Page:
The McLaughlin legacy now spans four generations with Jay’s son, Cutter.
In order for a legacy to live on, one should spend some time planning ahead. That’s exactly what Jay McLaughlin, head trainer at Aaron Ranch, his wife Wendy and Tammy and Shawn Hays are doing by picking up the tab for all the youth entries of the youth bridle and the youth boxing at the Southwest Reined Cow Horse Rode to Reno Futurity. Their hopes of increasing entry numbers has worked with growth of quadruple proportions. Jay, a NRCHA million-dollar rider, clearly recognizes that for the cow horse industry to grow, we’d better start sparking some interest in the younger generation. He is contributing to the growth with a group of youth competitors under his tutelage- one of whom happens to be bearing his last name. The horse-loving McLaughlin legacy now spans four generations with Jay’s 13 year-old son Cutter McLaughlin.
“My dad was a horse trainer,” says Jay. I should tell you though too, it didn’t just start with just my dad, it started actually with my grandmother. She was very horsey. She never really rode much but she could tell you cover to cover of the Quarter Horse Journal. She knew what she liked to see and she was usually pretty right. My dad got her bug, and it was kind of the trickle-down effect. Horse training is a tough life. My dad pretty much begged me not to be a horse trainer but I just had to do it. I knew what I wanted to be when I was in kindergarten.”
He continues, “If Cutter wants to do it, he’s gonna do it and do it right. That’s the only way to do it. And if he doesn’t put in the work, we don’t go to the show. Competition is life and I don’t think you should get a trophy for just participating. I’m very much against that. You earn your rewards and you earn your respect.”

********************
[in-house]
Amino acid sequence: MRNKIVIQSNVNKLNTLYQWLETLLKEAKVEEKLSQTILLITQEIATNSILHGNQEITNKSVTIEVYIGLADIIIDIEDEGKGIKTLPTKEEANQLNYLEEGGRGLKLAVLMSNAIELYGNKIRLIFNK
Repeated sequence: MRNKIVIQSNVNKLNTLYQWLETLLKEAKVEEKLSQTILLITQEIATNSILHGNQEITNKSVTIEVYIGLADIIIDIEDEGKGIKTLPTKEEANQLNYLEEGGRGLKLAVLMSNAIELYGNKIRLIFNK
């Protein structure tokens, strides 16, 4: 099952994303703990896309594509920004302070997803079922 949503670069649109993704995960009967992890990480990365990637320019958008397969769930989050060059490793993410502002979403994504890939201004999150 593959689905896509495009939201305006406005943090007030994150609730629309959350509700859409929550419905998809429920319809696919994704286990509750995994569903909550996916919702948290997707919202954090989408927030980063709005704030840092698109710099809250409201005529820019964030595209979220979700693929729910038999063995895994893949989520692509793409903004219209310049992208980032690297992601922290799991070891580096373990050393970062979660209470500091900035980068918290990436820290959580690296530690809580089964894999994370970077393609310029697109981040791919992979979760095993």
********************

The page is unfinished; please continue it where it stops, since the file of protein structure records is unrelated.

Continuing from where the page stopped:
“We want him to be a kid, obviously, but he better look you in the eye and say ‘yes, sir no, sir and yes ma’am, no ma’am.’ That’s a big deal. Respect is a big deal. When someone talks to you, you better look them in the eye.”
That philosophy is evident when Cutter McLaughlin, a four-time world champion, speaks to adults. Through the course of this short interview, each and every response elicits a “yes ma’am.”
When I ask Cutter to if he can tell me about the $200,000 earning, CD Dee Vee Dee, he responds, “Yes, ma’am, he’s the best horse I’ve ever had. He’s 11 now. We call him DVD and he’s just awesome. I love riding him. Most of the time, well, all of the time he just makes it easy”.
I ask if he would consider DVD a part of the family? “Yes, ma’am. Definitely.”
CD Dee Vee Dee helped push Jay McLaughlin over the NRCHA Million Dollar rider mark and has partnered with Cutter to earn three consecutive AQHA world titles.
I end by asking Cutter if he feels lucky to have a 12-time world champion as his Dad? I receive a “Yes, ma’am. I feel very lucky because I love it and he loves it.”
This four-generation McLaughlin legacy is one that makes you think that maybe there really could be a “horse gene” one can inherit. Regardless, it’s always a treat to meet a polite teenager who loves his horse, loves his parents and whose demeanor shows that he is proud to be living the legacy.